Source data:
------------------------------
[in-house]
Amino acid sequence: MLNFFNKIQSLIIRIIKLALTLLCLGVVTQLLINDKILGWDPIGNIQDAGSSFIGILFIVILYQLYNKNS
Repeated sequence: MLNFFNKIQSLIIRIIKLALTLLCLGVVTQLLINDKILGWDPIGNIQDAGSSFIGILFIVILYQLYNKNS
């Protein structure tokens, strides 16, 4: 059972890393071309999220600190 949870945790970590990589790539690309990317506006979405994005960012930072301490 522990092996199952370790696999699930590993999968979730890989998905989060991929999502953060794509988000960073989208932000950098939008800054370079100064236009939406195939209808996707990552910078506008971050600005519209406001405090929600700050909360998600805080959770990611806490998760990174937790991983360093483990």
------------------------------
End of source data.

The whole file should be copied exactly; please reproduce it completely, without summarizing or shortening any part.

[in-house]
Amino acid sequence: MLNFFNKIQSLIIRIIKLALTLLCLGVVTQLLINDKILGWDPIGNIQDAGSSFIGILFIVILYQLYNKNS
Repeated sequence: MLNFFNKIQSLIIRIIKLALTLLCLGVVTQLLINDKILGWDPIGNIQDAGSSFIGILFIVILYQLYNKNS
């Protein structure tokens, strides 16, 4: 059972890393071309999220600190 949870945790970590990589790539690309990317506006979405994005960012930072301490 522990092996199952370790696999699930590993999968979730890989998905989060991929999502953060794509988000960073989208932000950098939008800054370079100064236009939406195939209808996707990552910078506008971050600005519209406001405090929600700050909360998600805080959770990611806490998760990174937790991983360093483990």